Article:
I haven’t said a word about reduce-reuse-recycle.
I haven’t suggested that you should have ridden your bike to Mass
through this bitter cold and snow.
You’re right.
What I have done, though, is talk about
caring for the human part of God’s creation—us.
We are all of us the people of God,
and many among us are suffering.
The hungry don’t have a choice
about whether they eat organic grass-fed beef or pink slime.
The homeless don’t have a choice
about turning down the thermostat or planting a tree.
The jobless don’t have a choice
about donating to charity.
The alone and lonely don’t have a choice
about getting healthy faster.
We have choices, though.
We can reach out
to people who are hungry, homeless, jobless, or lonely.
We can help feed them,
help them have homes and jobs,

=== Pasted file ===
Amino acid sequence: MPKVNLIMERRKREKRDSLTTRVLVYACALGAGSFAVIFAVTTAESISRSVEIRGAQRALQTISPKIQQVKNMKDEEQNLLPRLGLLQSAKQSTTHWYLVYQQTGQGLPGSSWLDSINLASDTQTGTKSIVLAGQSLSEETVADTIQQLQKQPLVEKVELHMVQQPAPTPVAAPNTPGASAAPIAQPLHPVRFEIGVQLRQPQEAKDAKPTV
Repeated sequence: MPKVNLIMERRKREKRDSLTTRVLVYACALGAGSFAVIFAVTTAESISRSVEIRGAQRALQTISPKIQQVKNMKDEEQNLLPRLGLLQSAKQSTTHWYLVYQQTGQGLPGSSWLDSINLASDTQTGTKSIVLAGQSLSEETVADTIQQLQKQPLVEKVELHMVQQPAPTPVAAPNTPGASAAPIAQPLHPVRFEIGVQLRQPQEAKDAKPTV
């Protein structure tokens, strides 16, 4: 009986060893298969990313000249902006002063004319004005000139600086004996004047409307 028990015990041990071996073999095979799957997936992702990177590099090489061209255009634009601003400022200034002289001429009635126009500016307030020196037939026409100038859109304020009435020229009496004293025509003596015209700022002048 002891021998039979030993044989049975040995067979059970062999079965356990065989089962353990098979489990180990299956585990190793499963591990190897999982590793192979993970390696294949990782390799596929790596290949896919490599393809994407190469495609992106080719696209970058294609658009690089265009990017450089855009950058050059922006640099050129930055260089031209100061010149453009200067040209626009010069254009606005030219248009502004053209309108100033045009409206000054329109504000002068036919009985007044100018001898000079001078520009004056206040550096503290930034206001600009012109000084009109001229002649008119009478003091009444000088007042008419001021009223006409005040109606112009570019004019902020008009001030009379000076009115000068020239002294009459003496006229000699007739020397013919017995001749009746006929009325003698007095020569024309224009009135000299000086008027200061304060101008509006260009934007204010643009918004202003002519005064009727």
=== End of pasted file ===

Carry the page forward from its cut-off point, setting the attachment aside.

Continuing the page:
befriend them.
Hungry people can’t hear sermons;
they aren’t going to care
about the impact of global warming on their grandchildren
if they don’t know where their kids’ next meal is coming from.
Yes, we’ll plant lots of trees in the next five years.
We’ll examine and re-examine our lifestyles
to see how we can reduce our carbon footprint.
We’ll monitor legislation, and we’ll petition for action.
We’ll do our best to mitigate climate change
so future generations will survive and thrive.
In Jesus’ time global warming was not an urgent issue;
it wasn’t an issue at all.
Poverty and oppression were the problem.
They still are the problem,
and we still are called to follow his Way
in the basic care for creation—
tending the spirits and minds and bodies
of the poorest among us.
Our Tree Toledo project cares for the future of all God’s creation.
The same values that motivate us to plant trees for the future
motivate us to act now with kindness and compassion,
loving our family and friends and community,
following the Way of our brother Jesus.

Holy Spirit Catholic Community
at 3535 Executive Parkway (Unity of Toledo)
Saturdays at 4:30 p.m.
Sundays at 5:30 p.m.

Rev. Dr. Bev Bingle, Pastor